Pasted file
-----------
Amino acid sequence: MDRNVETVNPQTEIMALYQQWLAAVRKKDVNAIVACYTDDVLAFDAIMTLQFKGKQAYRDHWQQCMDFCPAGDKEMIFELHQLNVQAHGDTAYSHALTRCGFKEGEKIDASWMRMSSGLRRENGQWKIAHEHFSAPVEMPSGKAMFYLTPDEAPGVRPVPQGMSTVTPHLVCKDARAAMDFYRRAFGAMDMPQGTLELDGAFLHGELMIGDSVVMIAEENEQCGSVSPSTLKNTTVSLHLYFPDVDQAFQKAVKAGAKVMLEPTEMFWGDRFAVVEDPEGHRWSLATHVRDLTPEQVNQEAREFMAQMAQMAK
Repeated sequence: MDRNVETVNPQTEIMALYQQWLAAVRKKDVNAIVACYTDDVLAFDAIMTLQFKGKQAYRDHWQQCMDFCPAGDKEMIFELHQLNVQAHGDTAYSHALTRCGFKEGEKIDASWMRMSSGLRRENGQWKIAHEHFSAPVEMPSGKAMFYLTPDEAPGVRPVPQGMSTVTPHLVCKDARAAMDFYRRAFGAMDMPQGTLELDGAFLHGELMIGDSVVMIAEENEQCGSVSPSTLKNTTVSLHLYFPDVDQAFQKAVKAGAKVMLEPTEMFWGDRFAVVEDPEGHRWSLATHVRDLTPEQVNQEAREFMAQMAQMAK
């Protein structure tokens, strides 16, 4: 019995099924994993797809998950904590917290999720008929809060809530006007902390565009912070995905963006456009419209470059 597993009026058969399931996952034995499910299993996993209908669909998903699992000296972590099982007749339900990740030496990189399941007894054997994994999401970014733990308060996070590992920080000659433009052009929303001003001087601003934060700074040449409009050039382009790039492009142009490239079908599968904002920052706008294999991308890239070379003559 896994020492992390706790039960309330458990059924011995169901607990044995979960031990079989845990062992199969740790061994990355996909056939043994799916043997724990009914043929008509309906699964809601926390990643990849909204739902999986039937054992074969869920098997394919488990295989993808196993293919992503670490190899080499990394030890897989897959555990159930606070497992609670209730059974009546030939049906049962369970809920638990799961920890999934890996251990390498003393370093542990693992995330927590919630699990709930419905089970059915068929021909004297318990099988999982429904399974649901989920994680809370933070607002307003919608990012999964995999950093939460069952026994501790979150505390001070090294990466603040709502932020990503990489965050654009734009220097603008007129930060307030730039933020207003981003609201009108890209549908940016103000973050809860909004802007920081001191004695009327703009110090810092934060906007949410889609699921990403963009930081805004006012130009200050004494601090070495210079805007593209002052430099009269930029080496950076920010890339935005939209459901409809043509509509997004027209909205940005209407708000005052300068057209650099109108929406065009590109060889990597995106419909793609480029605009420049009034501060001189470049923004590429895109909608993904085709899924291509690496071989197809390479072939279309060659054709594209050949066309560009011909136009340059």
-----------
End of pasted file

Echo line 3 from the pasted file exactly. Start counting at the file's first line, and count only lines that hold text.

């Protein structure tokens, strides 16, 4: 019995099924994993797809998950904590917290999720008929809060809530006007902390565009912070995905963006456009419209470059 597993009026058969399931996952034995499910299993996993209908669909998903699992000296972590099982007749339900990740030496990189399941007894054997994994999401970014733990308060996070590992920080000659433009052009929303001003001087601003934060700074040449409009050039382009790039492009142009490239079908599968904002920052706008294999991308890239070379003559 896994020492992390706790039960309330458990059924011995169901607990044995979960031990079989845990062992199969740790061994990355996909056939043994799916043997724990009914043929008509309906699964809601926390990643990849909204739902999986039937054992074969869920098997394919488990295989993808196993293919992503670490190899080499990394030890897989897959555990159930606070497992609670209730059974009546030939049906049962369970809920638990799961920890999934890996251990390498003393370093542990693992995330927590919630699990709930419905089970059915068929021909004297318990099988999982429904399974649901989920994680809370933070607002307003919608990012999964995999950093939460069952026994501790979150505390001070090294990466603040709502932020990503990489965050654009734009220097603008007129930060307030730039933020207003981003609201009108890209549908940016103000973050809860909004802007920081001191004695009327703009110090810092934060906007949410889609699921990403963009930081805004006012130009200050004494601090070495210079805007593209002052430099009269930029080496950076920010890339935005939209459901409809043509509509997004027209909205940005209407708000005052300068057209650099109108929406065009590109060889990597995106419909793609480029605009420049009034501060001189470049923004590429895109909608993904085709899924291509690496071989197809390479072939279309060659054709594209050949066309560009011909136009340059």